King’s College London refuses to revoke Sultan of Brunei’s honorary degree
Hassanal Bolkiah has imposed stone-the-gays Sharia Law in Brunei, but KCL will not strip him of degree
King’s have refused to strip the Sultan of Brunei of his honorary degree – even after he imposed Sharia Law earlier this year.
Hassanal Bolkiah was awarded a degree in Law in 2011, but KCL are refusing the rescind the honour – even after The Sultan imposed stone-the-gays laws in Brunei.
And now, KCL students are putting pressure on the uni to sever ties with the shamed Sultan.
But, KCL have said that they will not revoke the award. The university claimed that it is following the advice of the Foreign Office and that as the degree was awarded before the implementation of these laws that they would not act to distance themselves from the Sultan. They have also not replied to the question set to them by PinkNews as to whether he would receive the same award today.
Sharia Law orders the stoning of homosexuals and those who commit adultery, and was approved by the the Sultan earlier this year.
Since these laws were enacted, there has been strong protest against the regime, including the boycotting of the Sultan’s brand of hotels, including ‘The Dorchester’ in London, by many celebrities and organisations, such as Sharon Osbourne, Sir Richard Branson, Stephen Fry and Ellen DeGeneres. There has also been mounting pressure on King’s College London to retract the Honorary Degree that was awarded to the Sultan in Brunei in 2011 for his “lifelong commitment to higher education.”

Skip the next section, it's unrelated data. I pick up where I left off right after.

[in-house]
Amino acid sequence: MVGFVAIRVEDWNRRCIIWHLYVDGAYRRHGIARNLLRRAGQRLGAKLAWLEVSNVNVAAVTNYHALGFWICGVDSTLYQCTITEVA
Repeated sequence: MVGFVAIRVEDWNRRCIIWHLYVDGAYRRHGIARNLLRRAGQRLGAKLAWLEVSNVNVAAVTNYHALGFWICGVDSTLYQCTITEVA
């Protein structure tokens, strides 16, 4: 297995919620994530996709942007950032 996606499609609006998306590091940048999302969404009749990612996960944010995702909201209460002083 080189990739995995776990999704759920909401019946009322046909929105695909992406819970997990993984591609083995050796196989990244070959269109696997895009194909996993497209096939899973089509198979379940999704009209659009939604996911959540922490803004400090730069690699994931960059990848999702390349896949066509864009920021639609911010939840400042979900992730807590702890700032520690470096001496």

KCLSU has joined the voices of Lord Deben, ex-Conservative Party Chair, and PinkNews founder Benjamin Cohen, calling for King’s to revoke the award. Deben said in an interview to PinkNews that an Honorary Degree indicates the support of a rational legal system, and “Stoning women accused of adultery and gay people for being gay shows that the Sultan simply does not”.
Benjamin Cohen, Pink News founder, is also an alumni of KCL. Last week, he was quoted at a graduation dinner of saying to the graduates “I hope you put pressure on the people who run it [KCL] to say that you cannot give awards to people like that”.
Though pressure continues to mount on KCL to change this decision, since their initial announcement, the university has remained quiet on the issue.